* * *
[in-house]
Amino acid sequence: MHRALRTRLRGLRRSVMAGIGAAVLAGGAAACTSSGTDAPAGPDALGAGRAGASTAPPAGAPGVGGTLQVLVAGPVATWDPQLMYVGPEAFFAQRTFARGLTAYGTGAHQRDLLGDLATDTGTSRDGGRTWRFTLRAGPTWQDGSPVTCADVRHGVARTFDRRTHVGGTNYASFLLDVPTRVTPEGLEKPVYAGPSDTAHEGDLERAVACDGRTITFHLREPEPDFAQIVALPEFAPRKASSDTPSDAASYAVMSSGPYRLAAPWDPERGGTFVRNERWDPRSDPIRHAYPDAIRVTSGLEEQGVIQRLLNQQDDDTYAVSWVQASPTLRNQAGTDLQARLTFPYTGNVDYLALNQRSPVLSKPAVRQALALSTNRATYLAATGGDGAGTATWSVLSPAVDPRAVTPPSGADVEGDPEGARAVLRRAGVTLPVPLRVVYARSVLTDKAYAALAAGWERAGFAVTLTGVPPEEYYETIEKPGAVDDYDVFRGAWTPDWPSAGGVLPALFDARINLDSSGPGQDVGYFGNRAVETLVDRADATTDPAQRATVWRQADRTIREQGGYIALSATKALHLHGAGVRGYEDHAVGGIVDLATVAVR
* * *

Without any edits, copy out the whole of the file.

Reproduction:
[in-house]
Amino acid sequence: MHRALRTRLRGLRRSVMAGIGAAVLAGGAAACTSSGTDAPAGPDALGAGRAGASTAPPAGAPGVGGTLQVLVAGPVATWDPQLMYVGPEAFFAQRTFARGLTAYGTGAHQRDLLGDLATDTGTSRDGGRTWRFTLRAGPTWQDGSPVTCADVRHGVARTFDRRTHVGGTNYASFLLDVPTRVTPEGLEKPVYAGPSDTAHEGDLERAVACDGRTITFHLREPEPDFAQIVALPEFAPRKASSDTPSDAASYAVMSSGPYRLAAPWDPERGGTFVRNERWDPRSDPIRHAYPDAIRVTSGLEEQGVIQRLLNQQDDDTYAVSWVQASPTLRNQAGTDLQARLTFPYTGNVDYLALNQRSPVLSKPAVRQALALSTNRATYLAATGGDGAGTATWSVLSPAVDPRAVTPPSGADVEGDPEGARAVLRRAGVTLPVPLRVVYARSVLTDKAYAALAAGWERAGFAVTLTGVPPEEYYETIEKPGAVDDYDVFRGAWTPDWPSAGGVLPALFDARINLDSSGPGQDVGYFGNRAVETLVDRADATTDPAQRATVWRQADRTIREQGGYIALSATKALHLHGAGVRGYEDHAVGGIVDLATVAVR